Yes, we've been busy on initial preparations-- we, in this case, means G.H.Scithers, programmer; Bob Pavlat, diplomat; Bill Evans, receiver; Dick Eney, editor; Chick Derry, publisher; Bob Madle, associate; and Tom Haughey, assistant. Together with the other members of the WSFA, we hope to put on the DisCon here in 1963.
So far, we've picked the hotel--the Statler-Hilton, in downtown Washington. We have a rough outline of the program-- there are too many maybes and uncertainties in it now to be able to say much about it however, other than that it will be fairly relaxed and - we hope - interesting to all. The art show we certainly hope will be with us, and we'd like to make a big thing of the costume ball, with a new idea for handling the judging which will be fun for the judges, spectators, and for contestants.
One of the big problems that faces any committee is
a science fiction convention is actually three conventions going
on simultaneously - one for professional writers, one for active,
letter-writing-and-publishing fans, and one for people who just read
science fiction. To a surprising extent, these three conventions
manage to fit together, in spite of the differing interests of the
participants. If the convention committee manages to please all three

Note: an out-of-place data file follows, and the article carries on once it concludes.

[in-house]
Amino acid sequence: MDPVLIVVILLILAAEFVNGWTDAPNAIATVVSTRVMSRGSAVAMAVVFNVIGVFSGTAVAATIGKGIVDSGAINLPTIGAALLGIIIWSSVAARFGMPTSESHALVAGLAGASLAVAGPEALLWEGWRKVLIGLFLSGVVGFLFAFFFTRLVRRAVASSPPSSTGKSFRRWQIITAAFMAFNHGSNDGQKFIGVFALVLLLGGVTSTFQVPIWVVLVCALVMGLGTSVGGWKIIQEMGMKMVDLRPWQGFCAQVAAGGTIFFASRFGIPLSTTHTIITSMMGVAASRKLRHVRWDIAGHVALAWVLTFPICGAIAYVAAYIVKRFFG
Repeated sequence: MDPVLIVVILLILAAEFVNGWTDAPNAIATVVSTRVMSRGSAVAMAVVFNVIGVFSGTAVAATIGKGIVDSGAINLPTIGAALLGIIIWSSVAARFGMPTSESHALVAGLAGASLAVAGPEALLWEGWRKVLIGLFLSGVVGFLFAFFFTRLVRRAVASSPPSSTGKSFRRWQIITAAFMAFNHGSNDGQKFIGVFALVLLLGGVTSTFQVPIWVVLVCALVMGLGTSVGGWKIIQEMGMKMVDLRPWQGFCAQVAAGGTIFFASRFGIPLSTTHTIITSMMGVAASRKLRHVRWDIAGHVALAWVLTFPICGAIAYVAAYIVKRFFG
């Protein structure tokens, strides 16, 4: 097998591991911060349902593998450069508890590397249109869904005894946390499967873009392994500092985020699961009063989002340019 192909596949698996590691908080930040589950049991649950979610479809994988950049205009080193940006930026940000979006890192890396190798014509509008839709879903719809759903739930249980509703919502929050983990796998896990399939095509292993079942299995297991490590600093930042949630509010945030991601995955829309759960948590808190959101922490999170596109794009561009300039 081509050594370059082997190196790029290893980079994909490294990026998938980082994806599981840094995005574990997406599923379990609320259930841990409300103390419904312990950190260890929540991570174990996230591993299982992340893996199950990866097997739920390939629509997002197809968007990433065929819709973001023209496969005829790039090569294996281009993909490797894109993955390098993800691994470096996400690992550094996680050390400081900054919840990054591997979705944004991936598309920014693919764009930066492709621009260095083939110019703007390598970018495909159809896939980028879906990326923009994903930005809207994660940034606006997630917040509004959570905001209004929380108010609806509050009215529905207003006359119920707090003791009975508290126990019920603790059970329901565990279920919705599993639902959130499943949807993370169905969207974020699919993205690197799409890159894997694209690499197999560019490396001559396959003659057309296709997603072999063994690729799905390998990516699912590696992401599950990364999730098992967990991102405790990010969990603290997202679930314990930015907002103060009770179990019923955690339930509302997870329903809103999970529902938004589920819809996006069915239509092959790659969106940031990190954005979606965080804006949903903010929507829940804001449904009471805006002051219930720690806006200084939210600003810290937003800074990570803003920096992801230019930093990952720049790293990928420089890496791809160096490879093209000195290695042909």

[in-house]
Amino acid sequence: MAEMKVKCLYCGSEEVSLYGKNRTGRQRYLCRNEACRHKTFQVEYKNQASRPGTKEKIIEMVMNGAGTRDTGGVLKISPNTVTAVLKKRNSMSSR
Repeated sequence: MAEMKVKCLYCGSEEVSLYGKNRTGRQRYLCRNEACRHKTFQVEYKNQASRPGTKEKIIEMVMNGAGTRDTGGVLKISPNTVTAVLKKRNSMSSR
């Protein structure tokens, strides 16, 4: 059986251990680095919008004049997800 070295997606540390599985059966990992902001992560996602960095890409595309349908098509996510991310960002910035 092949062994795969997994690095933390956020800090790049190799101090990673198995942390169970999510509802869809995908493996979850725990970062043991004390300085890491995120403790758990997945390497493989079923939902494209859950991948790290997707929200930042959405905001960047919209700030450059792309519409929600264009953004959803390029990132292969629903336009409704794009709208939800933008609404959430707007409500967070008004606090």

groups, it is a high achievement. Many convention committees have
managed to do this in the past - we only hope we can for this one.
Funds? Well, we think we can break even, with just a little extra to pass on to the next con - but don't quote us. And speaking of funds, one of the big decisions that faces us is whether or not to have a band at the costume ball.
Bob Pavlat is against the idea: his position is that very few people actually dance at the ball - most are too busy looking at the costumes. And $225.00, the union minimum, is an awful lot of money to spend.
G.H. Scithers is for the idea: he (speaking of myself in the 3rd person) thinks the greatest value of the band is in supporting the costume parade, providing background music fanfares, and the like. He thinks if it turns out that we can afford the $225.00 this is a good place to put it.
What do you think?
-- George H. Scithers in
MIRTH & IRONY a fanzine edited by
Tom Haughey in 1962